Bacterial endophytes are classically defined as bacteria isolated from superficially sterilized plants that colonize the internal plant tissues without causing visible damage to their hosts (Reinhold-Hurek and Hurek, 2011; Gaiero et al., 2013). These groups of strains spend at least part of their life cycle in the endosphere of the plant (Hardoim et al., 2015) and are different from the ones that colonize the plant root surface (Edwards et al., 2015). Bacterial endophytes research is important because these bacteria contribute to plant health (Berg et al., 2016; Wemheuer et al., 2017). Many endophytic isolates can promote the growth and increase the fitness of the host plants by different mechanisms such as cycling nutrients, controlling pathogens, protecting against herbivores, reducing abiotic stresses, producing phytohormones, or by biological nitrogen fixation (Rosenblueth and Martinez-Romero, 2006; Ryan et al., 2008; Abdalla and Matasyoh, 2014; Hardoim et al., 2015).

A common feature present in published endophyte genomes and metagenomes is the presence of a wide variety of iron acquisition systems (Sessitsch et al., 2012; Malfanova et al., 2013; Mitter et al., 2013). Iron is an essential metal that acts as cofactor of many enzymes and participates in several cellular processes, such as respiration, photosynthesis, or nitrogen fixation (Sandy and Butler, 2009; Ilbert and Bonnefoy, 2013; Ahmed and Holmstrom, 2014). It also has a relevant role for biofilm formation in different species (Wu and Outten, 2009; Ahmed and Holmstrom, 2014). Although it is one of the most abundant elements on the Earth crust, under physiological conditions iron availability is limited (Cornelis et al., 2011).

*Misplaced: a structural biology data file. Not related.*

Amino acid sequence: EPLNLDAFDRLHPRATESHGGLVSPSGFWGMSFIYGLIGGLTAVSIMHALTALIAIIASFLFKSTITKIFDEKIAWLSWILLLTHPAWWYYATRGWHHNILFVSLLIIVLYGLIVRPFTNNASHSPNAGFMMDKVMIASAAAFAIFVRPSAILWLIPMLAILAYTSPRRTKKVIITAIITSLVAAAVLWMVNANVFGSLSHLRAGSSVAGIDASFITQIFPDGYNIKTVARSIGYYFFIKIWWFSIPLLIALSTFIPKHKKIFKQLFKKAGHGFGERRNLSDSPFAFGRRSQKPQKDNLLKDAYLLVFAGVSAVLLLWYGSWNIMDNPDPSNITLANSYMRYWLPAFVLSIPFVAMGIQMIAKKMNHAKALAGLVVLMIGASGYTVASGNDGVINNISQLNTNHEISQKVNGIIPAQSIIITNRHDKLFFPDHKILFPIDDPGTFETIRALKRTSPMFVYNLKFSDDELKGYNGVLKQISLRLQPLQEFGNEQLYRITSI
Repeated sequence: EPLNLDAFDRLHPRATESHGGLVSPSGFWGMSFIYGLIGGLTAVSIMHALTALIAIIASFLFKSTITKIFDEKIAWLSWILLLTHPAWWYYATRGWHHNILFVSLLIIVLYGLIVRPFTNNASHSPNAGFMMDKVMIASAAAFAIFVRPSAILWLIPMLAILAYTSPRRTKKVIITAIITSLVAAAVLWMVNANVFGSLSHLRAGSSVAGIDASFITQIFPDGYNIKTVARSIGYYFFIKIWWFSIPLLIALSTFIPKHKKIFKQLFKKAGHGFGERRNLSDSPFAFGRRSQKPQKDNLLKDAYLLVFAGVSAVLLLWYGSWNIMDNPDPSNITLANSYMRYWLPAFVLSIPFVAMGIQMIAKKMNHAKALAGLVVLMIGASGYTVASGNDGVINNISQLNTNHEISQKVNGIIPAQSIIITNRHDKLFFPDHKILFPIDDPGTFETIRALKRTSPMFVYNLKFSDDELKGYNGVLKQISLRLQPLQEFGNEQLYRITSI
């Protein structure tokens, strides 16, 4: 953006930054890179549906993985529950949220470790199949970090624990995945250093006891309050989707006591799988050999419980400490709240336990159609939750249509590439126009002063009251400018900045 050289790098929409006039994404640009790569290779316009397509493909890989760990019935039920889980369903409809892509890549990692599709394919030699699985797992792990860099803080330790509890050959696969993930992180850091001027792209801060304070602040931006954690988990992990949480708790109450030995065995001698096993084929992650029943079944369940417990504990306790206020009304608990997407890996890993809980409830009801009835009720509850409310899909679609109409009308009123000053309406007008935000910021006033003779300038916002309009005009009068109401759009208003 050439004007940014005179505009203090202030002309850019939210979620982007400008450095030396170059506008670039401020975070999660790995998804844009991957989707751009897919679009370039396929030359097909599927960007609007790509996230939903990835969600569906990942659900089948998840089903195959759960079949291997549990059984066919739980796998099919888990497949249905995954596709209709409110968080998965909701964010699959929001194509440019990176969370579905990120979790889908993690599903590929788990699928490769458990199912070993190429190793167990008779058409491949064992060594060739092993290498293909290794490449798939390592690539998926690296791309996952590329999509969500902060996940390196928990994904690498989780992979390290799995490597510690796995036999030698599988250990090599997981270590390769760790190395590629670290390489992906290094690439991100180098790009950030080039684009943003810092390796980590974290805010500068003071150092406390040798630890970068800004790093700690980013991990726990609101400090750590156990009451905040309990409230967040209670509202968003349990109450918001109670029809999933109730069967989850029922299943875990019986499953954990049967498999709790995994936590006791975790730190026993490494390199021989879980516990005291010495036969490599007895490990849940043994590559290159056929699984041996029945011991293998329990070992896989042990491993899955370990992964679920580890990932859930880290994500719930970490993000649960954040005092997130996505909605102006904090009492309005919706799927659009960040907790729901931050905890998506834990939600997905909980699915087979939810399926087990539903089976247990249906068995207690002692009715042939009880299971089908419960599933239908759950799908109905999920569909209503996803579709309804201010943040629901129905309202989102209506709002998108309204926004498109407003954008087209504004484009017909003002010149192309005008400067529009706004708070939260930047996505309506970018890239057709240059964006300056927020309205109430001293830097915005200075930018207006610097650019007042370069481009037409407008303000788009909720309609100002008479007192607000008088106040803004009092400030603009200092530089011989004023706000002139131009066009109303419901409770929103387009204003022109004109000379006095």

The most common strategy used by bacteria to circumvent this low availability is the production of siderophores (Miethke, 2013). These are low molecular weight chelators with high affinity for ferric iron that, once in complex with the metal, are recognized and actively internalized to the cell cytosol by specific receptors (Andrews et al., 2003; Chu et al., 2010). In the case of Gram-negative bacteria, specific outer membrane proteins, known as TonB-dependent receptors, are the ones involved in iron-siderophore complex internalization to the periplasm (Ferguson et al., 2007; Krewulak and Vogel, 2011). Some TonB-dependent receptors contain an extra domain (pfam07660) and are usually transcribed with an anti-sigma/sigma factor cognate pair. Besides acting as transporters, these proteins act in genetic regulation by cell-surface signaling systems and are referred as TonB-dependent transducers (Koebnik, 2005; Llamas et al., 2008).